The Southwestern Historical Quarterly, Volume 40, July 1936 - April, 1937

2Southwestern Historical Quarterly

THE FIRST CONSTITUTION OF TEXAS, APRIL 17, 1813
KATHnYN GARRETT
Texas is a land where historical factors abound in multiple
numerals. Texas has been under seven flags,1 has fought two
revolutions for political liberty,2 has declared independence twice,8
has had fifteen capitals,4, and six constitutions." The first con-
stitution was the culminating document of the first revolution.
In the years of 1812 and 1813, Texas fought her first revolution,
hoisted her first republican flag, and formulated her first constitu-
tion, a quarter of a century before the conventionally accepted Texas
Revolution of 1835-1836.
Documents in the national archives, the archives of Texas State
Library, the B6xar Archives, and the Archivo General y Piblico
de la Naci6n, Mexico, reveal that the Casas Revolution in 1811,
and the Guti6rrez-Magee Expedition in 1812-1813, always recorded
as a filibustering expedition, are not isolated events in Texas his-
tory. Through the documents they achieve something better-the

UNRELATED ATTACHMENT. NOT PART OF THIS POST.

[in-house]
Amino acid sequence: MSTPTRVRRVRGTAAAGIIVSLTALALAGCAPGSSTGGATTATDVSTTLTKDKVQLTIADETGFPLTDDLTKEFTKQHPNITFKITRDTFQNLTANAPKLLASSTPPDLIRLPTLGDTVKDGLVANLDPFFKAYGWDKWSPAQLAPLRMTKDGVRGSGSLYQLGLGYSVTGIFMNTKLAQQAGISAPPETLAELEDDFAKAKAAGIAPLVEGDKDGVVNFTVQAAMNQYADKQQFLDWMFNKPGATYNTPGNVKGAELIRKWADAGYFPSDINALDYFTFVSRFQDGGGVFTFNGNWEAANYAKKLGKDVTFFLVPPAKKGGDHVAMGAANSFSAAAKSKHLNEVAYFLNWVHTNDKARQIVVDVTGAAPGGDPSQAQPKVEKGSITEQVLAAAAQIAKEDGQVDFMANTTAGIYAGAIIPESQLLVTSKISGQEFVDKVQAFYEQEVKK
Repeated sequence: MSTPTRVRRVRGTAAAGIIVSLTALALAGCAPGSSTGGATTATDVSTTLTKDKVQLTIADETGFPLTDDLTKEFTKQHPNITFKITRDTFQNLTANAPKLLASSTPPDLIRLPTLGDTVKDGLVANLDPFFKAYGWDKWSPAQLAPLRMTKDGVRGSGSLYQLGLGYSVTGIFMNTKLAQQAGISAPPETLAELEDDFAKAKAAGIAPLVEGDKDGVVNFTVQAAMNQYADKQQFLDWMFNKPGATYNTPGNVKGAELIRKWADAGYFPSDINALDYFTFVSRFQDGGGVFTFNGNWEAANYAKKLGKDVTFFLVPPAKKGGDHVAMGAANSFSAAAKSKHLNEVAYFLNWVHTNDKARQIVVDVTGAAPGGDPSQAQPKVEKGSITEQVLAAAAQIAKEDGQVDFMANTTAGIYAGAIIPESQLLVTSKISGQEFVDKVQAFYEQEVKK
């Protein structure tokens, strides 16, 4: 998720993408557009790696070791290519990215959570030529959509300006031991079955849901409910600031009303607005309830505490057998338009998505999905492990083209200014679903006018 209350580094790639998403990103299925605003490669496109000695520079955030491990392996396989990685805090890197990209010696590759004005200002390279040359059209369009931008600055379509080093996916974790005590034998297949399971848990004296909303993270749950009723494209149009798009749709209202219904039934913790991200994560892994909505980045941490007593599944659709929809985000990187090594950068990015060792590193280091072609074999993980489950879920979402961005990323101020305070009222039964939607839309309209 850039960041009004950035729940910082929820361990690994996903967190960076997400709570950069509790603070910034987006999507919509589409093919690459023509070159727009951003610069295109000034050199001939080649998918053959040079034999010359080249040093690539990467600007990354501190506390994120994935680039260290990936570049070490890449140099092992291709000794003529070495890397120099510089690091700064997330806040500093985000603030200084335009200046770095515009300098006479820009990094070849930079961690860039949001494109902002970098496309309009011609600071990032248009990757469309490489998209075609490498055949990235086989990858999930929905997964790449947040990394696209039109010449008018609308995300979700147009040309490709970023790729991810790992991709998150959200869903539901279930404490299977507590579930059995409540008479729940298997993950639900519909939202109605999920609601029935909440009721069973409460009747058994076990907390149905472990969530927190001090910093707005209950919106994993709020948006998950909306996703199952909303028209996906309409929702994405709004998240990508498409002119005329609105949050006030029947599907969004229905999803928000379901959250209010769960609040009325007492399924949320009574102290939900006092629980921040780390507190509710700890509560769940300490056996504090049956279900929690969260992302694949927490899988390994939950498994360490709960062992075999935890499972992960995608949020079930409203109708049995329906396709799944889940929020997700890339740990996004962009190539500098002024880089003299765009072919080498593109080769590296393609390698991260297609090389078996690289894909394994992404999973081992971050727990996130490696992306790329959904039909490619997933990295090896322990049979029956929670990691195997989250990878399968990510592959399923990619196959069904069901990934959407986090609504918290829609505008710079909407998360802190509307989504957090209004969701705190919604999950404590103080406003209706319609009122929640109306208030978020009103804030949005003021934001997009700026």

dignity of being one continuous struggle for Texas independence,
the value of being a part of that larger revolution for Spanish-
American independence. The documents shed the effulgence of a
people's struggle for liberty upon these two events. They prove
that the Casas Revolution in 1811 was not an impulsive flare in
Texas in response to the Hidalgo Revolution, although promoted
by this Mexican revolution, it also sprang from insurrectionary
1Fleur-de-lys of royalist France, the red and gold standard of imperial
Spain, the green flag of the first Texas Republic proclaimed by Gutierrez
and Magee, 1813, the flag of the Mexican Republic, the lone star flag of
the Texas Republic, the stars and stripes of the United States, the stars
and bars of the Confederacy, and the restored flag of the United States.
iRevolution for independence from Spain, 1811-1813; revolution for in-
dependence from Mexico, 1835-1836; the Long Expedition, 1819, although
Long declared Texas a free republic, independent of Spain, the movement
was not a revolution in truth, since it was not built upon a revolution of
the core of Texas inhabitants but was an east Texas affair.
'April 6, 1813; March 2, 1836.
4Under Spanish rule: Los Adaes, Monclova, Los Adaes, San Antonio
de B6xar. Under Mexican rule: Saltillo, Monclova. The Republic (pro-
visional) : San Felipe de Austin, Washington-on-Brazos, Harrisburg,
Velasco. Republic and State: Columbia, Houston, Austin, Washington-
on-Brazos, Austin.
"Constitutions of 1813, 1827, 1836, 1845, 1869 and 1876.

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Texas State Historical Association. The Southwestern Historical Quarterly, Volume 40, July 1936 - April, 1937. Austin, Texas. The Portal to Texas History. http://texashistory.unt.edu/ark:/67531/metapth101099/. Accessed July 11, 2014.